Morphological modularity in the vertebral column of Felidae (Mammalia, Carnivora)
© The Author(s). 2017
Received: 3 February 2017
Accepted: 22 May 2017
Published: 9 June 2017
Previous studies have demonstrated that the clear morphological differences among vertebrae across the presacral column are accompanied by heterogeneous functional signals in vertebral shape. Further, several lines of evidence suggest that the mammalian axial skeleton is a highly modular structure. These include its composition of serial units, a trade-off between high shape variance and strong conservation of vertebral count, and direct association of regions with anterior expression sites of Hox genes. Here we investigate the modular organisation of the presacral vertebral column of modern cats (Felidae, Carnivora, Mammalia) with pairwise comparisons of vertebral shape covariation (i.e. integration) and evaluate our results against hypotheses of developmental and functional modularity. We used three-dimensional geometric morphometrics to quantify vertebral shape and then assessed integration between pairs of vertebrae with phylogenetic two-block partial least square analysis (PLS).
Six modules were identified in the pairwise analyses (vertebrae included are designated as ‘C’ for cervical, ‘T’ for thoracic, and ‘L’ for lumbar): an anterior module (C1 to T1); a transitional module situated between the last cervicals and first thoracics (C6 to T2); an anterior to middle thoracic set (T4 to T8); an anticlinal module (T10 and T11); a posterior set composed of the last two thoracics and lumbars (T12 to L7); and a module showing covariation between the cervicals and the posterior set (T12 to L7). These modules reflect shared developmental pathways, ossification timing, and observed ecological shape diversification in living species of felids.
We show here that patterns of shape integration reflect modular organisation of the vertebral column of felids. Whereas this pattern corresponds with hypotheses of developmental and functional regionalisation in the axial skeleton, it does not simply reflect major vertebral regions. This modularity may also have permitted vertebral partitions, specifically in the posterior vertebral column, to be more responsive to selection and achieve higher morphological disparity than other vertebral regions.
Numerous studies have demonstrated that organisms can be partitioned into sets of phenotypic traits or structures that show coordinated patterns of variation or evolution. These sets of traits, termed phenotypic modules, can be defined as units composed of multiple traits that display high levels of covariation with other traits within that unit, but relatively weak covariation with traits outside of the unit. The related concept of integration refers to the overall magnitude of covariation of phenotypic traits, and can refer to a single module, which would be expected to display relatively high within-module integration, or may span multiple modules or structures [1–3]. The integration of traits, and their organisation into discrete phenotypic modules, has been hypothesised to arise and/or evolve as a product of shared developmental origin or pathways, genetic pleiotropy, or common function [1, 2, 4, 5]. Strong integration within modules, and reduced integration between modules, is further hypothesised to promote coordination among functionally-related traits, while allowing independence and differential specialization of distinct modules [2, 6–9]. With its serial organisation and composition of vertebral units, distinguishable morphological differences among regions (cervical, thoracic, and lumbar), and direct association of those regions with expression sites of genes in the Hox family, the presacral axial skeleton would appear to encapsulate the concepts of regionalisation and modularity [4, 10–14].
Although regionalisation of the vertebral column can be observed in amniotes in general , the mammalian axial skeleton shows the greatest differentiation in regional vertebral shape [10, 15–20]. This increased divergence is accompanied by strict constraints in regional vertebral number, particularly in the cervical region with seven vertebrae present in almost all of the ~5000 mammalian species. Total presacral vertebral count is also highly conserved [21–23], although some variation does occur . This invariability with regards to vertebral count has been suggested to signal strong canalisation (i.e. limitation of variation between individuals due to the tendency of organisms to “follow predetermined developmental pathways in spite of environmental and genetic perturbations” , page 44, and also see ) and developmental stability in the axial skeleton, and is thought to have evolved early in mammalian history [22, 23]. Additionally, rather than being the target of selection themselves, highly fixed vertebral numbers in mammals may reflect developmental constraints related to the muscularisation of the diaphragm and the advantages of involving the lumbar region in abdomen expansion during inspiration and in sagittal bending during locomotion [6, 22].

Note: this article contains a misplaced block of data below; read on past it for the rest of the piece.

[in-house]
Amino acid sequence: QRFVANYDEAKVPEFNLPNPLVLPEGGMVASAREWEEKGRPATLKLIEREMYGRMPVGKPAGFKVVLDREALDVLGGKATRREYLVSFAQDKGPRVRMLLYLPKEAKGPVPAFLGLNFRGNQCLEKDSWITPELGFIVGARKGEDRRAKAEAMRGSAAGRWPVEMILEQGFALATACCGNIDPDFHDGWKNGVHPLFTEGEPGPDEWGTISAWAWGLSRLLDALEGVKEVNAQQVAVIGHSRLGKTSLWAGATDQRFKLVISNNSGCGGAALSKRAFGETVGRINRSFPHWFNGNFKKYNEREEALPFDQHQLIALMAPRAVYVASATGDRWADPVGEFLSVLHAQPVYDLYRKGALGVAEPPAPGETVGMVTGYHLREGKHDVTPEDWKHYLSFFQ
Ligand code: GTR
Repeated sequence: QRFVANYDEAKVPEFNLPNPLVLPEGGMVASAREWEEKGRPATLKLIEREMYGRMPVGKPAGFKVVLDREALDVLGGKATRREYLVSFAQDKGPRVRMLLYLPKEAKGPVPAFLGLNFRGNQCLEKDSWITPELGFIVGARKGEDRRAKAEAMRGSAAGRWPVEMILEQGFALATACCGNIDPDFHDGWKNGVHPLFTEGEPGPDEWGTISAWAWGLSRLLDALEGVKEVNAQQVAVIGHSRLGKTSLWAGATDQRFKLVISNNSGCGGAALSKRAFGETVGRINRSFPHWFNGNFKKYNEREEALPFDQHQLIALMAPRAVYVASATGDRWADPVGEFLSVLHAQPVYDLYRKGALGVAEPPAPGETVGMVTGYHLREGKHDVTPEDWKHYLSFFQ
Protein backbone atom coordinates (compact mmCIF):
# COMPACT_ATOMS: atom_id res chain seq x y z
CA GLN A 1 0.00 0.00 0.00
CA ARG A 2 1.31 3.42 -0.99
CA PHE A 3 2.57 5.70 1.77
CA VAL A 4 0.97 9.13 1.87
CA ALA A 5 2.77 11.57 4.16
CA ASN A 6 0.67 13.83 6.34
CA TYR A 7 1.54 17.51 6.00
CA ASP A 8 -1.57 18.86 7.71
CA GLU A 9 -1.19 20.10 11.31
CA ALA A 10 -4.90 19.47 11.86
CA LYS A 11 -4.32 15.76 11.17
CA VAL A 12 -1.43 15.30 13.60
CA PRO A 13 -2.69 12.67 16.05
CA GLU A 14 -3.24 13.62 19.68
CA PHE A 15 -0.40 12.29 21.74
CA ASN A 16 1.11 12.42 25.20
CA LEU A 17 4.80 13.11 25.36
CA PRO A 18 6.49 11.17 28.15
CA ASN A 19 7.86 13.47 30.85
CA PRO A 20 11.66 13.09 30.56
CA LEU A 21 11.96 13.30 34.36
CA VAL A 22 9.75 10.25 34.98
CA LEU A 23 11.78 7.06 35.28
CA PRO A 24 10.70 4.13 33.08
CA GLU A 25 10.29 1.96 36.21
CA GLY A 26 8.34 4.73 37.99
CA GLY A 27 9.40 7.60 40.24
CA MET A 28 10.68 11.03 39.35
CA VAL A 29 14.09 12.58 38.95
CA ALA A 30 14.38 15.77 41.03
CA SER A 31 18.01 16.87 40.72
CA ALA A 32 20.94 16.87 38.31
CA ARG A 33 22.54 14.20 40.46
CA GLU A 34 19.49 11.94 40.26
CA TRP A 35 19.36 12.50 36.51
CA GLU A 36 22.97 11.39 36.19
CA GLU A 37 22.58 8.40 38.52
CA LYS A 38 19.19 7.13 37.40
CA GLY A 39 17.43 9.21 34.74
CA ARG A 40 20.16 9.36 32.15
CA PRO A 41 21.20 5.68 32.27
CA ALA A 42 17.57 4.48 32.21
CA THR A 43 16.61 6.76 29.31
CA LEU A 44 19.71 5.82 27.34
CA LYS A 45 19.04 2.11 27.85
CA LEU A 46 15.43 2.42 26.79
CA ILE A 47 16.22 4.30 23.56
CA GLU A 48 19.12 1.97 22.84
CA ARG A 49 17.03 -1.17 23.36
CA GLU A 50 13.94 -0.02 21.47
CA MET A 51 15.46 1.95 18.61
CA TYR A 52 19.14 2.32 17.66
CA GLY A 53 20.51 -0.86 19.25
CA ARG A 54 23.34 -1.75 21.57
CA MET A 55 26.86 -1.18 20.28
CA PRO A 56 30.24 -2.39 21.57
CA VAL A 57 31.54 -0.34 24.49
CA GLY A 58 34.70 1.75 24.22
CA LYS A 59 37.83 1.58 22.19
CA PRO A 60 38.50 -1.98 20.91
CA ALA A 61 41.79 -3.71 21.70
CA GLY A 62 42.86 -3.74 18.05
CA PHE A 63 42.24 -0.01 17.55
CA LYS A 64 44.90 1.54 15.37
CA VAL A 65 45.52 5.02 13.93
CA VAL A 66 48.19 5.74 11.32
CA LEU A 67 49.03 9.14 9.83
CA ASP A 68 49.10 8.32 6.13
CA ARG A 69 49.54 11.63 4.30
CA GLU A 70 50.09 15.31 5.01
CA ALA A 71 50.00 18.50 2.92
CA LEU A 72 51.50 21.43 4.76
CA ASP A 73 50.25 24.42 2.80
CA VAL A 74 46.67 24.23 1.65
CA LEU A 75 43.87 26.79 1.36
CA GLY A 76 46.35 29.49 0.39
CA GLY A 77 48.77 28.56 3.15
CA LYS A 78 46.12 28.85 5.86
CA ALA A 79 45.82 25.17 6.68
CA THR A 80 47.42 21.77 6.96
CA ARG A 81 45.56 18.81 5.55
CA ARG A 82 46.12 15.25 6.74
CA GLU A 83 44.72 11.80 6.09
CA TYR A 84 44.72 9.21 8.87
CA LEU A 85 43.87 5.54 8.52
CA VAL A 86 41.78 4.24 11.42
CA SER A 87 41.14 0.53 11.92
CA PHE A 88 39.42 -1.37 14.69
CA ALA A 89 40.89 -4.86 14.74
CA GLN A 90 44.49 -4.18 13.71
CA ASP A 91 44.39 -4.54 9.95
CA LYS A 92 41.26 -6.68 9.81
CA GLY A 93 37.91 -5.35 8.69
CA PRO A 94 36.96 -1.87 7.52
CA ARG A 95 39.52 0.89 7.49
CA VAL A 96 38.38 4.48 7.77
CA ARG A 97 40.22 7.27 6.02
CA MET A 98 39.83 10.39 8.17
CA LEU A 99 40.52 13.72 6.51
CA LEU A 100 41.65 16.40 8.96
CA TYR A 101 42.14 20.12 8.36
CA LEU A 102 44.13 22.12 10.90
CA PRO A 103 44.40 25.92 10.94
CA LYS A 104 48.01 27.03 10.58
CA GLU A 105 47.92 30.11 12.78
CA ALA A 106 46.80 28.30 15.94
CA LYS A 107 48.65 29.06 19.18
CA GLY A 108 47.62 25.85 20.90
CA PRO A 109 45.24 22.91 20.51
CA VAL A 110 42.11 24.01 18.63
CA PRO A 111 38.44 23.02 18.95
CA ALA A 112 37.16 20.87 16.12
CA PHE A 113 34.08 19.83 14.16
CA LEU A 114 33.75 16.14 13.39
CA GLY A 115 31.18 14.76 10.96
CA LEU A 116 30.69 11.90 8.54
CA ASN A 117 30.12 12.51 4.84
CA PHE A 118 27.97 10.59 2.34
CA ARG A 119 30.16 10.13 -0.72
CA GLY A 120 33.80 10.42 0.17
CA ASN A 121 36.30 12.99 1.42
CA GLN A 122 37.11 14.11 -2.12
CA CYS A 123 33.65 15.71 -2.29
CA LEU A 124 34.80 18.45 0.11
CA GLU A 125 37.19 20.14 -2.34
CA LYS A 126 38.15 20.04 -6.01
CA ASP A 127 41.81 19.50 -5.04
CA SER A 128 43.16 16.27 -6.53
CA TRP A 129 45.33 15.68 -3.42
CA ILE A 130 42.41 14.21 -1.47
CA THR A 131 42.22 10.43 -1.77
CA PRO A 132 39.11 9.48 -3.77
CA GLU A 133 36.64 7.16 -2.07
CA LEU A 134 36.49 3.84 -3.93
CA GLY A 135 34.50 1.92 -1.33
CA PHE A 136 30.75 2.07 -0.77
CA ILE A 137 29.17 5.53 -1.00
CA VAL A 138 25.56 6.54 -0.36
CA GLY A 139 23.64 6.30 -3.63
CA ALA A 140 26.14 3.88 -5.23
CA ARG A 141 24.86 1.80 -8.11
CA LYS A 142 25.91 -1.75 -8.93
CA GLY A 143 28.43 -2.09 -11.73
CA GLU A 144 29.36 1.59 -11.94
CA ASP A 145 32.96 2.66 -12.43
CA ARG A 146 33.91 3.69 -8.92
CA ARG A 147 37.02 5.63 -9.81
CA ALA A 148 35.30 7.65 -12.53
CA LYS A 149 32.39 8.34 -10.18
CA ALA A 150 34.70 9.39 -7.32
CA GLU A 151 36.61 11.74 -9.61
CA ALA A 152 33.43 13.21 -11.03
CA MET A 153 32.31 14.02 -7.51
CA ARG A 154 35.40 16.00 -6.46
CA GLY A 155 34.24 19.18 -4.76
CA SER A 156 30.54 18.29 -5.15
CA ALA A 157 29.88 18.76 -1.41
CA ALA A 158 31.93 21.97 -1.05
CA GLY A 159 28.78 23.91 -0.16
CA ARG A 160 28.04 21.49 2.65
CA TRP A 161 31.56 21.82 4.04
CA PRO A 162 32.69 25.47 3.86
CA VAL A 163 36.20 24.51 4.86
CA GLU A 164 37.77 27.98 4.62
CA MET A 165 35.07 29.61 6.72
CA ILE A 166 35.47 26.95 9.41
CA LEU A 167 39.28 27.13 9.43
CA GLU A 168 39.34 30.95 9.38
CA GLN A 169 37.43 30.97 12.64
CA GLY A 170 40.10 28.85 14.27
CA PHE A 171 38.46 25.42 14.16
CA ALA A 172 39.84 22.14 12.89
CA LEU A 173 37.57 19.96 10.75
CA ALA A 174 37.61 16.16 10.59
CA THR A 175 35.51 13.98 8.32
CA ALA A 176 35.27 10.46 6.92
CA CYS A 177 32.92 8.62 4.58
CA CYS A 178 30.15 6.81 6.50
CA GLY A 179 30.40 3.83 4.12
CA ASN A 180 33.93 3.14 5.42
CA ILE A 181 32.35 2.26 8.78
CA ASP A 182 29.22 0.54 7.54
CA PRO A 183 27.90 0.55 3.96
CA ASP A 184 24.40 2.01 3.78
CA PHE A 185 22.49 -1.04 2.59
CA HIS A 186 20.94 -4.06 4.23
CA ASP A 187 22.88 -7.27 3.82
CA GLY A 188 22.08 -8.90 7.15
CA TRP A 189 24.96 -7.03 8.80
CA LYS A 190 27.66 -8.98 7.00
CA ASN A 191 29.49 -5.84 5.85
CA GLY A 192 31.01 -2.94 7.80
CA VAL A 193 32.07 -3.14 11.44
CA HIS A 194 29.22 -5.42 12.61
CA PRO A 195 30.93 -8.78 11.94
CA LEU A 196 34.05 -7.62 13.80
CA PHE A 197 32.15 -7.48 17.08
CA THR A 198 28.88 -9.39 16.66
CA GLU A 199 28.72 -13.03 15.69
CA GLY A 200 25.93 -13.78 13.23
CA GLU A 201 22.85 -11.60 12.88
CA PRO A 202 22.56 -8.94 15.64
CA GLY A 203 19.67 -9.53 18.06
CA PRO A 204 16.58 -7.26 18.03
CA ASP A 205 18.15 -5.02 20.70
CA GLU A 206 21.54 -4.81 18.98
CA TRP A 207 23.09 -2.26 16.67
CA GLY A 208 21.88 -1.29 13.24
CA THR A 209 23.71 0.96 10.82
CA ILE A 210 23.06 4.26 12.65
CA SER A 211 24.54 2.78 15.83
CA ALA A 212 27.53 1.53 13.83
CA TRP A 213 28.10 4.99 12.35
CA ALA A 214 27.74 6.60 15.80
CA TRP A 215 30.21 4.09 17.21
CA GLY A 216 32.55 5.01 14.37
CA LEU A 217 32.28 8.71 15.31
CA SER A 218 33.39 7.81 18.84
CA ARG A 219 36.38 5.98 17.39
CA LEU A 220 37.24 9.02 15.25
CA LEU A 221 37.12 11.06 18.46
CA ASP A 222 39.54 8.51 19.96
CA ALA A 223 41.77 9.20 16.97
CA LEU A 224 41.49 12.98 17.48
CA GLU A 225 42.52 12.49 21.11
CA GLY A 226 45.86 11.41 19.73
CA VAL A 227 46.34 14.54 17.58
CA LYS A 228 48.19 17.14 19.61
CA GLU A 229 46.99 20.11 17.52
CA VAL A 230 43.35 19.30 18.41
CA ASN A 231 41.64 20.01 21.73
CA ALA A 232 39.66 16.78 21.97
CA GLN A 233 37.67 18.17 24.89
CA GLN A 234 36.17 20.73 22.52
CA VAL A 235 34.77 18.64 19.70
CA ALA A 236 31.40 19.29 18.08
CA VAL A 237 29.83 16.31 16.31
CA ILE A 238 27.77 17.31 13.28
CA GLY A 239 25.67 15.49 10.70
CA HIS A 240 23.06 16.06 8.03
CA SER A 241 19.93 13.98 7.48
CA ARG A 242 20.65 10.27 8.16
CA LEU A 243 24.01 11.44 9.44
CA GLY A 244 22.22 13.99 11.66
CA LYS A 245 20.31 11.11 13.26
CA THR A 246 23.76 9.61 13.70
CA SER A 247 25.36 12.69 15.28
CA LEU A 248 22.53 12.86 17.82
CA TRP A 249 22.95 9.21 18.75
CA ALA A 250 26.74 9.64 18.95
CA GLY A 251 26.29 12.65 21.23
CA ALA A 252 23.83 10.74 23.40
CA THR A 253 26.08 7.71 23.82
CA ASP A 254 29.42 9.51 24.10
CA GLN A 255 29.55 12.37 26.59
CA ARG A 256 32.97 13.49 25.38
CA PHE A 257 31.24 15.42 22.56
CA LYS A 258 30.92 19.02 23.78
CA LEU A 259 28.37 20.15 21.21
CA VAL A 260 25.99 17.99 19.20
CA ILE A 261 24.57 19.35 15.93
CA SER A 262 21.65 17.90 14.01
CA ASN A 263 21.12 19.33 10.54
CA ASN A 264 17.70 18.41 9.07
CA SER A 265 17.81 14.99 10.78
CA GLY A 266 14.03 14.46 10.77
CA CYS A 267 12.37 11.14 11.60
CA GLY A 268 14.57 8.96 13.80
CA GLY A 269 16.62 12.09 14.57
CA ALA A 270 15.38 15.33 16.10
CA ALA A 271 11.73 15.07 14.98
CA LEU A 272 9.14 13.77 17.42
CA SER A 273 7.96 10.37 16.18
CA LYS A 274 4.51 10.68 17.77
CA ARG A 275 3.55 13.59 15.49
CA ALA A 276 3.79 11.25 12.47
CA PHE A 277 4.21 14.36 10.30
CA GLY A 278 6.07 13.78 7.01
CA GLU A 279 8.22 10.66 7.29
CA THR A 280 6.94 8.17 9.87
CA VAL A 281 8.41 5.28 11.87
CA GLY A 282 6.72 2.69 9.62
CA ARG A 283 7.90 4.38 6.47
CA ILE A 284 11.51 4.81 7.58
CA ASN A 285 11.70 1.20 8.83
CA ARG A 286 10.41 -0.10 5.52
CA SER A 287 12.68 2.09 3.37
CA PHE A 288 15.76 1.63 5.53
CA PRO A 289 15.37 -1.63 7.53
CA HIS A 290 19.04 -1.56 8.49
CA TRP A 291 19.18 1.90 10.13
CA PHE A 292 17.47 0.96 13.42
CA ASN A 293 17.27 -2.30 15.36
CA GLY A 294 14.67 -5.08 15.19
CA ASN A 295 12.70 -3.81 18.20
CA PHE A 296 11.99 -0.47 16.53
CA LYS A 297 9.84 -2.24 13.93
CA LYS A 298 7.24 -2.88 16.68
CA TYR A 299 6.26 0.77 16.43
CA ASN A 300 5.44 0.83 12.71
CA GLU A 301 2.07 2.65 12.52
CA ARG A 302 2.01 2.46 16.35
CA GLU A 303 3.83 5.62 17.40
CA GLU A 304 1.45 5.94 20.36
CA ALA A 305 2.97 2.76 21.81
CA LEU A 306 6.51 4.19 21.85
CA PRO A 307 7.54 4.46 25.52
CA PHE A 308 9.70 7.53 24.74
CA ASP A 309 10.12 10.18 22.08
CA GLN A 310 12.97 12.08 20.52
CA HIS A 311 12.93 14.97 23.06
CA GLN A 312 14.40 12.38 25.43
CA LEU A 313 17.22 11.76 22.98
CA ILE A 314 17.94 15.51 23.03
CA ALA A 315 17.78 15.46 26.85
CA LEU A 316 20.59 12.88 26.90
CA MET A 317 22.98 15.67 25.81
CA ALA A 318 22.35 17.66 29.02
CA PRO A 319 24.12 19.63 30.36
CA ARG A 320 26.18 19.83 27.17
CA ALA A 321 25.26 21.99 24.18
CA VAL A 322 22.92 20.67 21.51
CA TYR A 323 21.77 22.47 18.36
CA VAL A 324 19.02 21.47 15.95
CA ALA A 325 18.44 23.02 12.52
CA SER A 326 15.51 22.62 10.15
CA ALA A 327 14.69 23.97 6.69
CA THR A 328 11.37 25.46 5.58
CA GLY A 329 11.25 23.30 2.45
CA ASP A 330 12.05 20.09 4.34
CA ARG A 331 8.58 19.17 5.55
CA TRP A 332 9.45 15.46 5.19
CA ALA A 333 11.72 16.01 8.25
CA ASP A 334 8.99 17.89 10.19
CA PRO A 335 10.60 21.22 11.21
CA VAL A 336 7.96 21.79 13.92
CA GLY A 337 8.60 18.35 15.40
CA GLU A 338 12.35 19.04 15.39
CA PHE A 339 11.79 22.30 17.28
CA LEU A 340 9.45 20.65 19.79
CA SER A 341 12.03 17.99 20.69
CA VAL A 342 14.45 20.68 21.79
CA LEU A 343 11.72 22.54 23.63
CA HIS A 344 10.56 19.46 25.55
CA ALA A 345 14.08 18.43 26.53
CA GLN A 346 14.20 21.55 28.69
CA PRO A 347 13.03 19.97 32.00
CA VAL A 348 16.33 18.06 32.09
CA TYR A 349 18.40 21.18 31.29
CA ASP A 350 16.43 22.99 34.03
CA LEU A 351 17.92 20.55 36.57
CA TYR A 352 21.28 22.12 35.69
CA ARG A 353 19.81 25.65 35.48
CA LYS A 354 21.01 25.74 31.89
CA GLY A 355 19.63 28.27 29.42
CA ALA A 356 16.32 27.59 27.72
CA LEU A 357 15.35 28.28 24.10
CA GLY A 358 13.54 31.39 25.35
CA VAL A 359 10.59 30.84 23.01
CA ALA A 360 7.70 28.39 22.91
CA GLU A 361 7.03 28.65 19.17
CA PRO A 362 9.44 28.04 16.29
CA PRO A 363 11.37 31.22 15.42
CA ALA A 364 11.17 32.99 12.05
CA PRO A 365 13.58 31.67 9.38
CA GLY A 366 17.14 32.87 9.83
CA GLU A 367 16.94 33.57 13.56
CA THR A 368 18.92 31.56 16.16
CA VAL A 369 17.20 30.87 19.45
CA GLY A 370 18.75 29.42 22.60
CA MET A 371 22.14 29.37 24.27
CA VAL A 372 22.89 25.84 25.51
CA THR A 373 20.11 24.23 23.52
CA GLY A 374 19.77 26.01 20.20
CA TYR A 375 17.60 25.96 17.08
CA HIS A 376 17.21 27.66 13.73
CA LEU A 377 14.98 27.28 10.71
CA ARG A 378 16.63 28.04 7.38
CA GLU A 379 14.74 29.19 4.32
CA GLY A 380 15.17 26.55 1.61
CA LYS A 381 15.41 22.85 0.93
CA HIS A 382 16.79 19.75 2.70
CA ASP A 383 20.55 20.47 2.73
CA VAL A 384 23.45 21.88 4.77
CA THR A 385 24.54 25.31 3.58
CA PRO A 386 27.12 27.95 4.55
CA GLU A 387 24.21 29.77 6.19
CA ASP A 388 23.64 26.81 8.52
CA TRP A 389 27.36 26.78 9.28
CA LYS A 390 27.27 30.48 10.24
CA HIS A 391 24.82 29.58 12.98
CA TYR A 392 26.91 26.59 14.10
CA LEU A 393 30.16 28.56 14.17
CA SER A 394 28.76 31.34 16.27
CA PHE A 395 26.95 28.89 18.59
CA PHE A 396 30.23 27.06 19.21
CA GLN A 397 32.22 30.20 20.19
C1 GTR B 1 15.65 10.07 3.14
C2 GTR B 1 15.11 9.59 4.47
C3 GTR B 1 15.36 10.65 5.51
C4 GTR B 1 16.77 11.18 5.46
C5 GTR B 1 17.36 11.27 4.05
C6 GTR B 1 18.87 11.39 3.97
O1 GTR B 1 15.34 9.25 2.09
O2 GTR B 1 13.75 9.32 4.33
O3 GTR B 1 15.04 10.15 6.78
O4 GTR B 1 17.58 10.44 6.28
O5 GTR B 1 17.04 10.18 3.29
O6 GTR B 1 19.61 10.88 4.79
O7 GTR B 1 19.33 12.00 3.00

In addition to the almost universally fixed count of seven vertebrae in the cervical region in mammals, species of the order Carnivora also show little variation in thoracolumbar count, generally between 19 and 20 vertebrae . Moreover, some families, such as Felidae (i.e. cats), display absolutely no variation in vertebral numbers between taxa: all felid species present 27 presacral vertebrae which are traditionally divided into the three main vertebral column regions (i.e. cervical, thoracic, and lumbar) by clear morphological differences [15, 27–30]. In accordance with the observed trade-off between vertebral count invariability and high morphological disparity, both linear and landmark-based analyses of vertebral shape have shown evident functional regionalisation in the axial skeleton of felids. These analyses revealed regions which differ in magnitude of phylogenetic and ecological signal (e.g. specialisation related to locomotor mode) and both ontogenetic and evolutionary allometric scaling [29, 31, 32]. Specifically, the highest covariation between vertebral shape and prey size choice or locomotory mode (i.e. the two main ecological categories that have been used to describe felid ecology in the literature [33–39]) were found in the posterior region of the vertebral column, composed of the vertebrae caudal to the posterior attachment of the diaphragm, from T10 to L7. Conversely, vertebrae in the cervical region displayed high phylogenetic signal and little significant ecological signal [29, 31].